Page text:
"Do we have the capability to reverse global warming within a meaningful timeframe?" was the topic for discussion at the Sustainable Living Festival's Great Debate on 9 February 2018. The contributions to the discussion by David Spratt and Ian Dunlop are reproduced here. Ian and David are also the authors of the recent reports What Lies Beneath: the scientific understatement of climate risks and Disaster Alley: Climate change, conflict and risk.
The present 1°C of climate warming is already dangerous because critical tippings points have already been crossed. In 2014 glaciologist Eric Rignot said ice retreat in parts of West Antarctica was already “unstoppable”, with the “likely collapse of the rest of the ice sheet, and a 3-5 metre sea level rise”. That is, unstoppable unless temperatures decline below 1°C to the 1970s level.
In Paris in 2015, the rhetoric was of 1.5°C and 2°C, even as the voluntary, unenforceable agreements put warming on a path to 3°C, and perhaps 4°C.
But 1.5°C is far from safe. A safe climate would be well less than the current warming, unless you think it is OK to destroy the Arctic ecosystem, tip West West Antarctic glaciers into a self-accelerating melt, and lose the world’s coral reefs, just for starters.
01 February 2018
|Our Faustian bargain: the byproduct of burning dirty |
fossil fuels are short-lived atmospheric aerosols
which provide temporary cooling
The climate system will heat well past 1.5 degrees Celsius (°C) and perhaps up to 2°C without any further fossil fuel emissions. That’s the conclusion to be drawn from new research which should also help demystify the rhetoric from the 2015 Paris climate talks of keeping warming to below 1.5°C .
It’s not that 1.5°C isn’t dangerous: in fact, at just 1–1.1°C of warming to date, climate change is already dangerous. A safe climate would be well below the present level of warming, unless you think it is OK to destroy the Arctic ecosystem, tip West West Antarctic glaciers into a self-accelerating melt, and lose the world’s coral reefs, just for starters.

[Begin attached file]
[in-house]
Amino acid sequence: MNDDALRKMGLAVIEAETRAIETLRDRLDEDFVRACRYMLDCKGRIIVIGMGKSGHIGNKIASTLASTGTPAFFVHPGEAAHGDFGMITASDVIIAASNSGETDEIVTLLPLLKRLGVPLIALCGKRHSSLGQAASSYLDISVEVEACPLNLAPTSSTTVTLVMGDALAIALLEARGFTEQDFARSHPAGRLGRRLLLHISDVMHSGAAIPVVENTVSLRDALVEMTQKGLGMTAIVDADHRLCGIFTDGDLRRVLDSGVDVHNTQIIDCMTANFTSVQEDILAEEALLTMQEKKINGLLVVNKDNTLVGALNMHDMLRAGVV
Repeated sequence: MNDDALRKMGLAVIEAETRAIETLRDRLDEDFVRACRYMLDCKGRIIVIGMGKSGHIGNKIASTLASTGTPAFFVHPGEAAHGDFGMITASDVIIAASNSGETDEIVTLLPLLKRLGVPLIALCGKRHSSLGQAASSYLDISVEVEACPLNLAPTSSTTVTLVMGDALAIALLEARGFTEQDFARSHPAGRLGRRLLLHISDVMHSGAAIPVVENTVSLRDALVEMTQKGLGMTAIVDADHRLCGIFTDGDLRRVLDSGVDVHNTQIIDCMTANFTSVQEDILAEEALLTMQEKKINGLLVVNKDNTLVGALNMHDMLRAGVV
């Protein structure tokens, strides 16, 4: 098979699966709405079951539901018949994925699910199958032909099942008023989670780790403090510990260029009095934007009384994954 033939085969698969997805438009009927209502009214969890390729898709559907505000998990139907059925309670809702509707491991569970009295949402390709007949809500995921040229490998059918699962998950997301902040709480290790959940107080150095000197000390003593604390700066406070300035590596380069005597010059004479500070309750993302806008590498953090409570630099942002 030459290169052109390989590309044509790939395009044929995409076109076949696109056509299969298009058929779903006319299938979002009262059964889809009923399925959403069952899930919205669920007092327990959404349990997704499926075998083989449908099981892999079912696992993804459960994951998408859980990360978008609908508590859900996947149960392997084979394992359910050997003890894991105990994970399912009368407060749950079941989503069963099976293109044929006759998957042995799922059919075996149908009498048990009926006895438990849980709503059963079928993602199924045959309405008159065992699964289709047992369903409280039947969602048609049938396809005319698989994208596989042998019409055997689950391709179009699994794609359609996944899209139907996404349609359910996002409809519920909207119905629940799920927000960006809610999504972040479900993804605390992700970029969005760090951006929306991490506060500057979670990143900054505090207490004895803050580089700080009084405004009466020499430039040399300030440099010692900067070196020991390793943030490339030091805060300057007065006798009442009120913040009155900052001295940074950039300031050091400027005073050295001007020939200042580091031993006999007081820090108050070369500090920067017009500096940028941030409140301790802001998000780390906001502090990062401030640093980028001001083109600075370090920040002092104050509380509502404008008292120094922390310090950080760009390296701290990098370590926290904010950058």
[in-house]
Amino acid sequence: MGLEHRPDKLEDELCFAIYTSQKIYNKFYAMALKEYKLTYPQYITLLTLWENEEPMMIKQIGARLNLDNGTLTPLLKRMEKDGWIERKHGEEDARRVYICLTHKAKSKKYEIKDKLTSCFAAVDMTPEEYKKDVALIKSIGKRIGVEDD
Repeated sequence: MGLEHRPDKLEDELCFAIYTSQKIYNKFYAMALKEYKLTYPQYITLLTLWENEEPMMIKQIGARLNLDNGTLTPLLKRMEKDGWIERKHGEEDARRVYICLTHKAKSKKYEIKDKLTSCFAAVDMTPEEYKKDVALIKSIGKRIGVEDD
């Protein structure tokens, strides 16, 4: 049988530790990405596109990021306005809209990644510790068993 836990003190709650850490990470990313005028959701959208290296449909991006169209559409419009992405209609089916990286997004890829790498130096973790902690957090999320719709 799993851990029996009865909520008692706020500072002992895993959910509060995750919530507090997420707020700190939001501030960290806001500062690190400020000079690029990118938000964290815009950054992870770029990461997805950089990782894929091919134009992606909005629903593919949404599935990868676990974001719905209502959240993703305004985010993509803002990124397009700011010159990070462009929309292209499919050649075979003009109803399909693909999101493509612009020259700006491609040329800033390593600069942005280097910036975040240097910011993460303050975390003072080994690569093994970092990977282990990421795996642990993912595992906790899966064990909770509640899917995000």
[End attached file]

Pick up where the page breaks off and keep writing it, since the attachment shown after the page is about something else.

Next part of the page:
The new research quantifies the effect of losing the very temporary planetary cooling provided by atmospheric aerosols.
22 January 2018
|Courtesy Skeptical Science|
A study published last week in Nature ("Emergent constraint on equilibrium climate sensitivity from global temperature variability") claims to tighten the Intergovernmental Panel on Climate Change (IPCC), range for (short-term) Estimated Climate Sensitivity (ECS), the amount of warming to be expected from a doubling of carbon dioxide (CO2) in the atmosphere.
19 January 2018
|The Drax facility in North Yorkshire has transitioned some of its coal power generation capacity to wood pellets with the support of UK government subsidies|
This is because wood is both less efficient at the point of combustion and has larger processing and supply chain emissions than coal. Their research shows that using wood instead of coal in power generation increases the amount of CO2 in the atmosphere, worsening climate change until—and only if—the harvested forests regrow.
15 January 2018
What we learned about the climate system in 2017 that should send shivers down the spines of policy makers
Much of what happened in 2017 was predictable: news of climate extremes became, how can I put it … almost the norm. There was record-breaking heat on several continents, California’s biggest wildfire (extraordinarily in the middle of winter), an ex-tropical cyclone hitting Ireland (yes, Ireland) in October, and the unprecedented Hurricanes Harvey, Irma and Maria that swept through the Atlantic in August. The US government agency, the NOAA, reported that there were 16 catastrophic billion-dollar weather/climate events in the USA during 2017.
And 2017 “marks the first time some of the (scientific) papers concluded that an event could not have occurred — like, at all — in a world where global warming did not exist. The studies suggested that the record-breaking global temperatures in 2016, an extreme heat wave in Asia and a patch of unusually warm water in the Alaskan Gulf were only possible because of human-caused climate change”, Reuters reported.